When I was at dick clark corporate productions I was the Creative Director on the Boeing 777 roll out. I spent hours on the 777 assembly line, and this is not a small object – and the long-range version, the missing Malaysia 777-200 is even bigger. As my friend Lee would say, “kinda fascinating.”
For a Metrics & ROI approach to finding Flight 370, I am delighted to post a link to Nate Silver’s new site, FiveThirtyEight which launched Monday. The article is How Statisticians Could Help Find That Missing Plane. Special thanks to reader and 777 partner DSR for introducing me to Nate’s work last year.
BTW lots of expectations that the site, funded by ESPN(!), will be a game changer. (Good one huh?)
Do your clients respect your time?
“Pitches” is one of the more difficult sections to write because The Jolt! attracts a diverse audience. You are everyone from individual practitioners, to people at event agencies to corporate clients.
- If you are part of a larger organization hopefully you have a bid qualification process in place that you use.
- But if you are on your own you probably don’t trust yourself to ask,” is this a real deal?”
If you fall in the latter group, this is for you. It’s a seemingly simple process that packs a huge punch and will improve the odds of your proposal being accepted and respected.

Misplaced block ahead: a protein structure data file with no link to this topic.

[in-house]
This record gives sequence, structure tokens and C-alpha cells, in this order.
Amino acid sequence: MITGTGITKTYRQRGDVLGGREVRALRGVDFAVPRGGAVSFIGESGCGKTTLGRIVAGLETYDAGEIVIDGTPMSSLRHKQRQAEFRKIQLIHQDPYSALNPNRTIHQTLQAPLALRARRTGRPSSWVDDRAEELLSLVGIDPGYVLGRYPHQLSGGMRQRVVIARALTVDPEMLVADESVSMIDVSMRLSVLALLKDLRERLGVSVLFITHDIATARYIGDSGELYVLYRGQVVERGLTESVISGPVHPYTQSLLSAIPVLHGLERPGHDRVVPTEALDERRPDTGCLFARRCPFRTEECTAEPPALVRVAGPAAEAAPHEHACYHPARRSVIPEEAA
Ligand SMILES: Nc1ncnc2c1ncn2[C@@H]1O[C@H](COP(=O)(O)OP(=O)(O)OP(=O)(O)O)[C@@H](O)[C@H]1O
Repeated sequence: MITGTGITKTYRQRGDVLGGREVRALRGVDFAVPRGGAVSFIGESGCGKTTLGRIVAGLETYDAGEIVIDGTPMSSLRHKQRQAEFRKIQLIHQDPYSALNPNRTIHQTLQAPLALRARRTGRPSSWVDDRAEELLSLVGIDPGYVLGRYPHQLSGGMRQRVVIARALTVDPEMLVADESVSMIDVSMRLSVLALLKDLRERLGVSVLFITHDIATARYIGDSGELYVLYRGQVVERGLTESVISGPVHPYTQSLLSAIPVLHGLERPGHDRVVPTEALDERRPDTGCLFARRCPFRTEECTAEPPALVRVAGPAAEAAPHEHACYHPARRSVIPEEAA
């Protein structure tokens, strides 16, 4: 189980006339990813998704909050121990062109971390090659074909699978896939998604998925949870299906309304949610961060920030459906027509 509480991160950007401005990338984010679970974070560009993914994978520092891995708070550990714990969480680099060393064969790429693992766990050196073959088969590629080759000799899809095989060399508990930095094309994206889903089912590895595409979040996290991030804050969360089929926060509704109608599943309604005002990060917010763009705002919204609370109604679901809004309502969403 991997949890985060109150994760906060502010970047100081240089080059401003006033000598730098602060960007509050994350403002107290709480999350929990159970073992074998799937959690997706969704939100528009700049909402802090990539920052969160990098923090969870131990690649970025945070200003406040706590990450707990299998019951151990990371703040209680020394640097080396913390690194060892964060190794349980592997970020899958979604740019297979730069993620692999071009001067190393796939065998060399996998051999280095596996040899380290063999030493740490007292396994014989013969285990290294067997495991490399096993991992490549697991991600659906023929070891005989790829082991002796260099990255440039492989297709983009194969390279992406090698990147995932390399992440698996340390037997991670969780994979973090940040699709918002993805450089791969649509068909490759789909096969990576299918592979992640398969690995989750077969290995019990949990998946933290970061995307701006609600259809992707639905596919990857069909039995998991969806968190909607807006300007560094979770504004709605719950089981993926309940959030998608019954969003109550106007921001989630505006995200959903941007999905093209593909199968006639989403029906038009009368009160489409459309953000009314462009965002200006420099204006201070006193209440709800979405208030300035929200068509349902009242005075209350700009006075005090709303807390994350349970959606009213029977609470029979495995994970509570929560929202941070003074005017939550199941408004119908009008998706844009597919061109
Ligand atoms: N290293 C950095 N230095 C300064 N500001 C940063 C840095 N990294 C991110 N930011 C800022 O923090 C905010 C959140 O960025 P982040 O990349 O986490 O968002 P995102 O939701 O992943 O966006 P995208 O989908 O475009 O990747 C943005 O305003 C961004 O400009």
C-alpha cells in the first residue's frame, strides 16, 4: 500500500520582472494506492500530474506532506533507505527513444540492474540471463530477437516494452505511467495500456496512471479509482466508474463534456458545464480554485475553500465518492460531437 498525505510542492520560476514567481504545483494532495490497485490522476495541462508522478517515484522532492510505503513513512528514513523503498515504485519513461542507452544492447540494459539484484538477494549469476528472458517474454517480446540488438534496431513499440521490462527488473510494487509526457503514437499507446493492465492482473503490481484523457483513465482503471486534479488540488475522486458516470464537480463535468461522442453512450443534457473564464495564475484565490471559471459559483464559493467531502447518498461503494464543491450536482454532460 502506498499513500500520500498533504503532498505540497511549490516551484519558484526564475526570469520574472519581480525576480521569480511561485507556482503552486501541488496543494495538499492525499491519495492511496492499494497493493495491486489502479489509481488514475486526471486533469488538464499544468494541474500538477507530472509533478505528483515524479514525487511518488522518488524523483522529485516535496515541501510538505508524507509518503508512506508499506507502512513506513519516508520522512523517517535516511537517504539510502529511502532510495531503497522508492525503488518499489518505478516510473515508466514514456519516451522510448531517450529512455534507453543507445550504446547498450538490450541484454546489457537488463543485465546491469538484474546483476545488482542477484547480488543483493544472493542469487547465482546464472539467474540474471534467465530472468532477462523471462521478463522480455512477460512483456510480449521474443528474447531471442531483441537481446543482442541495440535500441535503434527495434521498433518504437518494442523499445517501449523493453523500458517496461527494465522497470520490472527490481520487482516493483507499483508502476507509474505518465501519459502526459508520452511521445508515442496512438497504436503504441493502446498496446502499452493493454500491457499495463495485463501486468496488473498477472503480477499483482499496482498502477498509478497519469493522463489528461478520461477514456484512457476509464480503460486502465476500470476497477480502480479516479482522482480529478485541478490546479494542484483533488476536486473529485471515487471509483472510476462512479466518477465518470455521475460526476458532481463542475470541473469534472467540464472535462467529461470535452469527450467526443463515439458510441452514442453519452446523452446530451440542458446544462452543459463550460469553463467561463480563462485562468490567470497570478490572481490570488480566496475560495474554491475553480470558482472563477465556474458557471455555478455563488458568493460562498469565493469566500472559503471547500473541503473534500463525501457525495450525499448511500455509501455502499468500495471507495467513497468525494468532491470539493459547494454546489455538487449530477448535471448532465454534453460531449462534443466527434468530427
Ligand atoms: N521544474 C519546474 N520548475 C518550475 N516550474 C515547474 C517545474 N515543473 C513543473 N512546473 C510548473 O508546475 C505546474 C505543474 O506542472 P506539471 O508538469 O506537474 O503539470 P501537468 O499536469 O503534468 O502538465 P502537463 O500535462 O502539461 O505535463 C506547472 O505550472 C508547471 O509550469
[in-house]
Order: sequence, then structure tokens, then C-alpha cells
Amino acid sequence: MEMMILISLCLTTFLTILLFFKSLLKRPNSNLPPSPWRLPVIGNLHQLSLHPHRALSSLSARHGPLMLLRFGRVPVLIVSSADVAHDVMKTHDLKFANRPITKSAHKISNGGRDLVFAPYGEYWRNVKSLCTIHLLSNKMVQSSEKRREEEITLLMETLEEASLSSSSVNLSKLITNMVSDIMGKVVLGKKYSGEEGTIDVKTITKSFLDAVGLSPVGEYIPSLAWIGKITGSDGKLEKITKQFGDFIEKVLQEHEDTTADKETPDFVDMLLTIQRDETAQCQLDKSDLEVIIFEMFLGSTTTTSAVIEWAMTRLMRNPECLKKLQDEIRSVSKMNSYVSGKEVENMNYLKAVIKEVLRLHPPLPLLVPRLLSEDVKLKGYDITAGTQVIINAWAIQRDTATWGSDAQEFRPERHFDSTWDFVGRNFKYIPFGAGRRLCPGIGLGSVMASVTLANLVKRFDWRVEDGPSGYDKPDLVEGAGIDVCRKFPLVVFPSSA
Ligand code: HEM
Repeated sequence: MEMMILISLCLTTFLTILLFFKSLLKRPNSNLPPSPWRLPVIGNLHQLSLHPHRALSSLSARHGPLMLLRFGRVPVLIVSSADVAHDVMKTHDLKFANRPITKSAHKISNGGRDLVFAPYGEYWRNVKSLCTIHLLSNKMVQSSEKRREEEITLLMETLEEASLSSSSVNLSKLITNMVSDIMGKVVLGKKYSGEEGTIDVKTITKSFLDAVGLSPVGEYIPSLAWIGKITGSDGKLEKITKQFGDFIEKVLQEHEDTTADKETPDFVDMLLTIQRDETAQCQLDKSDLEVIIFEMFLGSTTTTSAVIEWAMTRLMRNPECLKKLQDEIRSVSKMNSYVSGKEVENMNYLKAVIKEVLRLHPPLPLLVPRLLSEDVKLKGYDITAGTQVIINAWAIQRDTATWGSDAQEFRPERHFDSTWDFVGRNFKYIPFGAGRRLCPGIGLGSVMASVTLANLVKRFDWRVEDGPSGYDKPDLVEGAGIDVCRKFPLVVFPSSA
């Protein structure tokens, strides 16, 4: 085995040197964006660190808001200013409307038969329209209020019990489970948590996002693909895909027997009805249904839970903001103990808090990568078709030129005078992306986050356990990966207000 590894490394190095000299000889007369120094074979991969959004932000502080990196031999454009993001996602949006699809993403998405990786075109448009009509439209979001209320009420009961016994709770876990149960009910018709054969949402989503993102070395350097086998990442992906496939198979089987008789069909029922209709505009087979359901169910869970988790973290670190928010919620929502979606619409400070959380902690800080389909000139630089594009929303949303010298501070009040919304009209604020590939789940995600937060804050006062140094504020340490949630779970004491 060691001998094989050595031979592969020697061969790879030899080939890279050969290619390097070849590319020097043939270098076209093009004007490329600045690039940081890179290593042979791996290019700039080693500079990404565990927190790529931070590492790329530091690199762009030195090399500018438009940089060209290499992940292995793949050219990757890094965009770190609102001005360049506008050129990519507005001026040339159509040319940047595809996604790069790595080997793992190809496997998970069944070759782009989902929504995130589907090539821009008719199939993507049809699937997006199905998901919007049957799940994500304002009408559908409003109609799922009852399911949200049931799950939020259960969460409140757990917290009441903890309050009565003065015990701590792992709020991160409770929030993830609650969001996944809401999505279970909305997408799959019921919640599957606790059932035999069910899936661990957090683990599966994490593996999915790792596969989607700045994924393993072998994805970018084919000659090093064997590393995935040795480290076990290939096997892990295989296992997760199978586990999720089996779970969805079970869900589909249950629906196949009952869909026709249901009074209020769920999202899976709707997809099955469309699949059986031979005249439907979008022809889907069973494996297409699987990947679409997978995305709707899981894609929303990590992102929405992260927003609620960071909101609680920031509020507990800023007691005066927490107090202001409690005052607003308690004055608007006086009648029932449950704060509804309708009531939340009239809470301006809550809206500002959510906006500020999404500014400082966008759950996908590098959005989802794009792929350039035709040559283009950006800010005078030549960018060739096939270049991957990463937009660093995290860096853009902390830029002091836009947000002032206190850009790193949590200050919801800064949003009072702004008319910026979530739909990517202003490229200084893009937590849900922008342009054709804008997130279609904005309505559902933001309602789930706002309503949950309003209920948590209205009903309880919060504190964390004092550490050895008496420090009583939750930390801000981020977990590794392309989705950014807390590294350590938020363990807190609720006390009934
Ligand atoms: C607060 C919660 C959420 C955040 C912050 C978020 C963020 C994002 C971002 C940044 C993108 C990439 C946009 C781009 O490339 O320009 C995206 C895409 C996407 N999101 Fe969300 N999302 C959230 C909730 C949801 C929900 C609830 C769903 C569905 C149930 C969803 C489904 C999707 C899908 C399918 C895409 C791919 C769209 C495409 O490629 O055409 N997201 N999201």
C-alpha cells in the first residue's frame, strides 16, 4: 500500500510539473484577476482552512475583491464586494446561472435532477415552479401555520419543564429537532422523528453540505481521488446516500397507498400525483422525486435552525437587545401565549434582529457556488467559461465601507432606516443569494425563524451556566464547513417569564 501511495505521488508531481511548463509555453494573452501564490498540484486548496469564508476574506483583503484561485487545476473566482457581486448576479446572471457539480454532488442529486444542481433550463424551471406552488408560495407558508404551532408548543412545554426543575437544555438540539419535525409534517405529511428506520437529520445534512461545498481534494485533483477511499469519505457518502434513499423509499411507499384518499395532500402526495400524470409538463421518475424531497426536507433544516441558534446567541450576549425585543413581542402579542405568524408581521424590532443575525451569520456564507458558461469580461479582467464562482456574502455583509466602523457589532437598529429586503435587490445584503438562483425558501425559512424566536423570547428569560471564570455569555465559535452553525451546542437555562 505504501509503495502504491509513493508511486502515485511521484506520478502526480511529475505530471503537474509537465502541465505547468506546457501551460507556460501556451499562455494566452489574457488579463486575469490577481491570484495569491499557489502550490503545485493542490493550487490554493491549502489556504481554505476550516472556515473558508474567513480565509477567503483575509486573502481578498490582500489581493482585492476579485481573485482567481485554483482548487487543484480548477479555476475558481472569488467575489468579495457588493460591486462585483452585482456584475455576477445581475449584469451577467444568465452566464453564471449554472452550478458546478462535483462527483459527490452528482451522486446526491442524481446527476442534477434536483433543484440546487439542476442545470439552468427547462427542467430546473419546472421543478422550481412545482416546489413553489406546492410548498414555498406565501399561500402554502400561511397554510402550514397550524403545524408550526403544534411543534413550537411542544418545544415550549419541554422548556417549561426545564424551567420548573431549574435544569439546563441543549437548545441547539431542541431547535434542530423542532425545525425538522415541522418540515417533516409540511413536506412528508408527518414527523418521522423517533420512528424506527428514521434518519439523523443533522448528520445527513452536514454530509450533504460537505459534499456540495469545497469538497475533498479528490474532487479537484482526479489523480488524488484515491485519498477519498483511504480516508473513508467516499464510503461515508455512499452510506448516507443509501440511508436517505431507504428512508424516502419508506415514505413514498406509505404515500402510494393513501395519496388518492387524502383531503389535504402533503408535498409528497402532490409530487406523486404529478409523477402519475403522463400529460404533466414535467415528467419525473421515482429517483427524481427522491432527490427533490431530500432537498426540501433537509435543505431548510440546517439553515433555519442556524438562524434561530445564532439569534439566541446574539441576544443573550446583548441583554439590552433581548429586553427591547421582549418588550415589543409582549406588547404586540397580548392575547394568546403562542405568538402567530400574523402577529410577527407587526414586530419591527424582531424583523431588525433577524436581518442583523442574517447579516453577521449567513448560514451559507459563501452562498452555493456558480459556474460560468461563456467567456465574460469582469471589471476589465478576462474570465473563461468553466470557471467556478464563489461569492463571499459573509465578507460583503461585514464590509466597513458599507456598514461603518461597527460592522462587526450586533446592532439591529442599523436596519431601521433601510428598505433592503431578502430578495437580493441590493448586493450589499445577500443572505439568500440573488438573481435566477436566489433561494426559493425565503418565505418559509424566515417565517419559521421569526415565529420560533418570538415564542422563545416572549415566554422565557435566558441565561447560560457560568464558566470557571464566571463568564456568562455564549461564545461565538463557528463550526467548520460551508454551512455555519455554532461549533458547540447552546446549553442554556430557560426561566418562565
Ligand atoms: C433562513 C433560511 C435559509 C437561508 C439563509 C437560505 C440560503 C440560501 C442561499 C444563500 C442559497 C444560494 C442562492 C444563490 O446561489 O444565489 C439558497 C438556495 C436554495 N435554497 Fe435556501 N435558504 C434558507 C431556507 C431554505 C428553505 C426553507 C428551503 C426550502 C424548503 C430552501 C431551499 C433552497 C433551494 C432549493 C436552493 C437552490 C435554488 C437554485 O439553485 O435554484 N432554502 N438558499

Ask and and answer the following questions:
- Is my time valuable?
- Is my expertise worth something?
- Have I earned the right to make a reciprocal request?
If your answers are yes, then use this statement, or something similar to respond to your client:
“I can put this together, but it will require time on my part and I must get [department 1], [department 2], and [name of executive] involved. Can I count on you to organize a meeting with [name of prospect contact 1, contact 2, etc.] to discuss the proposal on [specific date]?
You have just made a perfectly reasonable request. One that your prospect can accept. One that he should accept. If he doesn’t, his message is loud and clear: “I win. You lose.”
If this sounds a lot like the Tom Searcy stuff I post all the time, it is…. What you do then is of course up to you. But IMO if you’re not answering yes you need to ask yourself if you are in the right business.
One other thought – if you don’t know who you need to meet with, you do not understand the decision-making process for your project. Not good.
Do you know how to create a sell-out event website?
Creating event websites is becoming an everyday assignment. In fact, I am working on one right now.
I like this approach, especially the last part in which the author talks about Chip and Dan Heath’s book Made To Stick which I was not familiar with. The book outlines a series of principles for creating “sticky” content which the author contends is an essential ingredient to a Sell-Out website.
3 key concepts:
Simple yet unexpected: This will require thinking like an attendee and discovering why your event matters.
Concrete and credible: The sell-out website paints a clear picture of the specific things people will get from attending your event.